Top nuclear envoys of South Korea, the United States and Japan strongly condemned North Korea's latest missile test Monday, vowing to maintain close cooperation and seek stern action against Pyongyang's "reckless" and "continued" provocations, the foreign ministry said.
Kim Hong-kyun, special representative for Korean Peninsula peace and security affairs at the foreign ministry, discussed the North's missile test conducted early in the day in separate telephone conversations with his U.S. and Japanese counterparts -- Joseph Yun and Kenji Kanasugi, respectively.
"The envoys of the three countries shared the view that the North's yet another provocation following ones conducted on May 14 and May 21 is an act that runs squarely counter to the denuclearization and peace on the Korean Peninsula, and they strongly condemned it," the ministry said.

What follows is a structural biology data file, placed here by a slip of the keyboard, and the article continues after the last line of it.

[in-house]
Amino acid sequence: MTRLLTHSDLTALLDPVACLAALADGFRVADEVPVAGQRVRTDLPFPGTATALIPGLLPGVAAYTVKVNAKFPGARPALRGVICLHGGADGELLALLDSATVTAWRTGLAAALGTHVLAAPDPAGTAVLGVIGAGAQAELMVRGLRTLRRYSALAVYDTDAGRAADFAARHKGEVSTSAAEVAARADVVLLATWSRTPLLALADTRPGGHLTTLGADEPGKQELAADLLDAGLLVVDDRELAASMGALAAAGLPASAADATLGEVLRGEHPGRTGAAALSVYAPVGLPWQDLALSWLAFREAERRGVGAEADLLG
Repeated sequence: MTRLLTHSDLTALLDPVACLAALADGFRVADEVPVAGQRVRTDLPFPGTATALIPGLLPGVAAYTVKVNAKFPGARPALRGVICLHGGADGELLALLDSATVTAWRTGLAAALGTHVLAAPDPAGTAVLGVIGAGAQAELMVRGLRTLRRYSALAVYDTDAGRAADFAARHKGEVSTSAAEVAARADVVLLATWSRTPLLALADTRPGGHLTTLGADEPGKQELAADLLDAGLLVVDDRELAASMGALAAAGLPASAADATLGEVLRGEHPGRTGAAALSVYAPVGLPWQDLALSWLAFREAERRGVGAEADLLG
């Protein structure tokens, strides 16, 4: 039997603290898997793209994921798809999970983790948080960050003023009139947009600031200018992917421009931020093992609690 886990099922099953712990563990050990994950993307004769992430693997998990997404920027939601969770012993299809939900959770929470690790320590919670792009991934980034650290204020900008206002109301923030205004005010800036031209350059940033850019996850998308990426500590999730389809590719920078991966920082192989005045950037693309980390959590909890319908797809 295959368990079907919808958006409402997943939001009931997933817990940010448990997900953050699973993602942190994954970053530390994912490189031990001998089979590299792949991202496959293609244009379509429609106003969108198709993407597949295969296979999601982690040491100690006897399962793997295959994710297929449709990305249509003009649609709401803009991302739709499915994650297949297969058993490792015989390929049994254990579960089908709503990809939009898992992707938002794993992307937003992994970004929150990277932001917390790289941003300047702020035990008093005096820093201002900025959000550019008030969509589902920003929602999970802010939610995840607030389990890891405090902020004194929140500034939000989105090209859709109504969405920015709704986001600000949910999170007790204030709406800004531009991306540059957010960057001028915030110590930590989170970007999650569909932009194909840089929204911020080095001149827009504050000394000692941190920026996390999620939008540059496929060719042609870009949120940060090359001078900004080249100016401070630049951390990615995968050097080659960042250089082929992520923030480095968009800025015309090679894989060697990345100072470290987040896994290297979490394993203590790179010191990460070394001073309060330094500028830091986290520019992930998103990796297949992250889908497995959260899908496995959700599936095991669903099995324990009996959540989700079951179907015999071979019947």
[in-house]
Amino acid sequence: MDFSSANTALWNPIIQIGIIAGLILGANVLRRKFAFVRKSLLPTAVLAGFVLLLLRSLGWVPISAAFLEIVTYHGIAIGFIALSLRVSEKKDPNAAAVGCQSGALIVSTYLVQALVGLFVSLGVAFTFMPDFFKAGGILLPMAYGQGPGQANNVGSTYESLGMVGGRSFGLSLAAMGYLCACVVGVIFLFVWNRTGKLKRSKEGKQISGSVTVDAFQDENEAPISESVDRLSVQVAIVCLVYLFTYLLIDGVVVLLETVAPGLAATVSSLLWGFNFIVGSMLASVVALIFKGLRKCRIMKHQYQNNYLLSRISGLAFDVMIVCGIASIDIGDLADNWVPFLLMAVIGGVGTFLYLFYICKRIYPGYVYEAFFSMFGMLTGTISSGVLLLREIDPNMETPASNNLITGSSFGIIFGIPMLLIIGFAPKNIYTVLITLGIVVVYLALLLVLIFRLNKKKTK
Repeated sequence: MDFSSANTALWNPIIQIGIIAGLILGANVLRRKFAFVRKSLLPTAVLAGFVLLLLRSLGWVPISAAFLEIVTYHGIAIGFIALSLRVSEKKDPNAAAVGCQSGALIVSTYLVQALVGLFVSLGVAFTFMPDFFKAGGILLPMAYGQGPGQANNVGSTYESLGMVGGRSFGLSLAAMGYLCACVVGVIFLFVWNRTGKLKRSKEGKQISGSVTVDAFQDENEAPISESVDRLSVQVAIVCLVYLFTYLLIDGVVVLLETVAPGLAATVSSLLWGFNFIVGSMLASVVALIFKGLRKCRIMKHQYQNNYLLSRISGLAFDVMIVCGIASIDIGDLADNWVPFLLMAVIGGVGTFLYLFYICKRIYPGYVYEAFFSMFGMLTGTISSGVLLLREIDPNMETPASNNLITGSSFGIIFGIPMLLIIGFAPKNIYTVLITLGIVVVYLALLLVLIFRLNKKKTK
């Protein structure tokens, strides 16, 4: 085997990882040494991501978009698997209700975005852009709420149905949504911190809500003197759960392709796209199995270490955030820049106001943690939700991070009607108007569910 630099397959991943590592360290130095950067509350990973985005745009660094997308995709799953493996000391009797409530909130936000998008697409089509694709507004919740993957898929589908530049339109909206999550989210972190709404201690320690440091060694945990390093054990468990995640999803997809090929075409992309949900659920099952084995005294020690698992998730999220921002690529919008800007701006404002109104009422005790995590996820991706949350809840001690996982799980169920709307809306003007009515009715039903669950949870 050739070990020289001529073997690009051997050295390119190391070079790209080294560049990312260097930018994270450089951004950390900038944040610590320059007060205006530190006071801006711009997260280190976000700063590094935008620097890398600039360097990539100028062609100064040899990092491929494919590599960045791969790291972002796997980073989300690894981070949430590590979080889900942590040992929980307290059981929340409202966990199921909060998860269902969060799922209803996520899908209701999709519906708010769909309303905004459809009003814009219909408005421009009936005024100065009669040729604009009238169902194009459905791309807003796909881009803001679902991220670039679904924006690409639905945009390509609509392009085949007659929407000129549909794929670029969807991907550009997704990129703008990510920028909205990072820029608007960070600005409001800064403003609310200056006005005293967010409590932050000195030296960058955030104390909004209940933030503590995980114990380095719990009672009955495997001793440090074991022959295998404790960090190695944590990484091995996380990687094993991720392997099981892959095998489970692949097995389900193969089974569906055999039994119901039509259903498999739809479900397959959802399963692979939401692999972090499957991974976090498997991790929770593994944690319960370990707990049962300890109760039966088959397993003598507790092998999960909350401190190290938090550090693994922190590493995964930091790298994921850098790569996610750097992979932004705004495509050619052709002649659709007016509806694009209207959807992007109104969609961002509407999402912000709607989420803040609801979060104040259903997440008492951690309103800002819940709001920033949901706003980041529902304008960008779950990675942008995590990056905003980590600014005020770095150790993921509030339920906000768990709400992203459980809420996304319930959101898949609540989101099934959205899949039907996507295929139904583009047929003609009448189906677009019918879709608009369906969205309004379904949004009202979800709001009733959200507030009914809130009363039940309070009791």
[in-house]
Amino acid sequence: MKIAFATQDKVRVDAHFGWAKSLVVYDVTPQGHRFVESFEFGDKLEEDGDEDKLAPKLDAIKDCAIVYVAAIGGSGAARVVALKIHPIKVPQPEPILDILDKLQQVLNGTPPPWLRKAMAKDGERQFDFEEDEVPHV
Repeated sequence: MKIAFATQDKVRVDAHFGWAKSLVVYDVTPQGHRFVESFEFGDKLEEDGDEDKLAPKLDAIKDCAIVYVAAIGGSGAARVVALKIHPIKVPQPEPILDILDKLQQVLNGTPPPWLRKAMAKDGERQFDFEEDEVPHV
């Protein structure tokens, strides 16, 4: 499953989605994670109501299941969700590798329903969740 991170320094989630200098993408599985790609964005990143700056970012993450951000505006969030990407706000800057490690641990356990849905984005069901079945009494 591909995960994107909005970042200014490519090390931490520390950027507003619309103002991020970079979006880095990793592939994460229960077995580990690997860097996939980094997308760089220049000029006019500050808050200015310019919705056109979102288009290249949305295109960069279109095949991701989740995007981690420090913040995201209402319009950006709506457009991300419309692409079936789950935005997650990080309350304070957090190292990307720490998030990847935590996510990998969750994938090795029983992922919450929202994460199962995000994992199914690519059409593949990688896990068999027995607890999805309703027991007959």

"In addition, they agreed to take stern action against the North's reckless and continued provocations, including seeking measures at the U.N. Security Council based on close coordination among the three countries," it added.
The North fired "at least one" short-range ballistic missile from its eastern coast early Monday morning. The missile presumed to be a Scud type was launched eastward from near Wonsan before landing in the East Sea.
Monday's test marked the ninth missile provocation this year alone and the third of its kind since the inauguration of South Korean President Moon Jae-in on May 10.
The latest provocation came amid growing calls for stepped-up sanctions against the North apparently bent on honing its missile and nuclear capabilities. (Yonhap)